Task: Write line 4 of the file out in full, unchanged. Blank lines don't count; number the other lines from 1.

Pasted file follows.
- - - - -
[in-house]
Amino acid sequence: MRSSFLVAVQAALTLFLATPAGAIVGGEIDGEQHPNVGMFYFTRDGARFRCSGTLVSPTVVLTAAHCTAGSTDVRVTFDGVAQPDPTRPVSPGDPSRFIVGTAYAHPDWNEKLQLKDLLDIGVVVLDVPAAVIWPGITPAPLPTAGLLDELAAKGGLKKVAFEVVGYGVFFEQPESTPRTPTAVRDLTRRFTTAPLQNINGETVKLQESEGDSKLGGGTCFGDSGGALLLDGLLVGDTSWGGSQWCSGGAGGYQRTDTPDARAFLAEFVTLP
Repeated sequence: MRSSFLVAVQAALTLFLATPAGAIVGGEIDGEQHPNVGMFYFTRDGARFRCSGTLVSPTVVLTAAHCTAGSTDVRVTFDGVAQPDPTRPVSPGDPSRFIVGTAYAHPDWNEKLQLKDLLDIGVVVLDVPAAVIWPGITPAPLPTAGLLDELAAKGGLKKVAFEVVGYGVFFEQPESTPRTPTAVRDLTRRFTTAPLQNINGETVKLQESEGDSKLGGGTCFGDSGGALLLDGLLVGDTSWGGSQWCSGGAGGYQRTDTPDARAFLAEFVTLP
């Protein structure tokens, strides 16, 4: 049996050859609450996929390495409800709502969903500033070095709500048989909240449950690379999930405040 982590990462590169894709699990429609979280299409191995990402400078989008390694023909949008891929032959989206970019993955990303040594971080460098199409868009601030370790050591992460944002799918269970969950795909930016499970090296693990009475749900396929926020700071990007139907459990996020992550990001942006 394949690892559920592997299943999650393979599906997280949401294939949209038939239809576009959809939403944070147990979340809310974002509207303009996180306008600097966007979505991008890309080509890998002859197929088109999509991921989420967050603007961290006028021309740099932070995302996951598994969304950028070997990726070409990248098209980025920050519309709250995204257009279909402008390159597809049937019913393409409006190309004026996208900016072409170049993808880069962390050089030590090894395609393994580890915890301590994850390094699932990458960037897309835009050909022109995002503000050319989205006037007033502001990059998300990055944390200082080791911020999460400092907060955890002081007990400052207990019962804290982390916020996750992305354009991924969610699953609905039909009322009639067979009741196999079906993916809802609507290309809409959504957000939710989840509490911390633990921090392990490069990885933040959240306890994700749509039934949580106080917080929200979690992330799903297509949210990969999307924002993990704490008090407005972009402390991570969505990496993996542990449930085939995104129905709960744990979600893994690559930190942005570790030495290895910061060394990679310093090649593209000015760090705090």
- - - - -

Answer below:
């Protein structure tokens, strides 16, 4: 049996050859609450996929390495409800709502969903500033070095709500048989909240449950690379999930405040 982590990462590169894709699990429609979280299409191995990402400078989008390694023909949008891929032959989206970019993955990303040594971080460098199409868009601030370790050591992460944002799918269970969950795909930016499970090296693990009475749900396929926020700071990007139907459990996020992550990001942006 394949690892559920592997299943999650393979599906997280949401294939949209038939239809576009959809939403944070147990979340809310974002509207303009996180306008600097966007979505991008890309080509890998002859197929088109999509991921989420967050603007961290006028021309740099932070995302996951598994969304950028070997990726070409990248098209980025920050519309709250995204257009279909402008390159597809049937019913393409409006190309004026996208900016072409170049993808880069962390050089030590090894395609393994580890915890301590994850390094699932990458960037897309835009050909022109995002503000050319989205006037007033502001990059998300990055944390200082080791911020999460400092907060955890002081007990400052207990019962804290982390916020996750992305354009991924969610699953609905039909009322009639067979009741196999079906993916809802609507290309809409959504957000939710989840509490911390633990921090392990490069990885933040959240306890994700749509039934949580106080917080929200979690992330799903297509949210990969999307924002993990704490008090407005972009402390991570969505990496993996542990449930085939995104129905709960744990979600893994690559930190942005570790030495290895910061060394990679310093090649593209000015760090705090």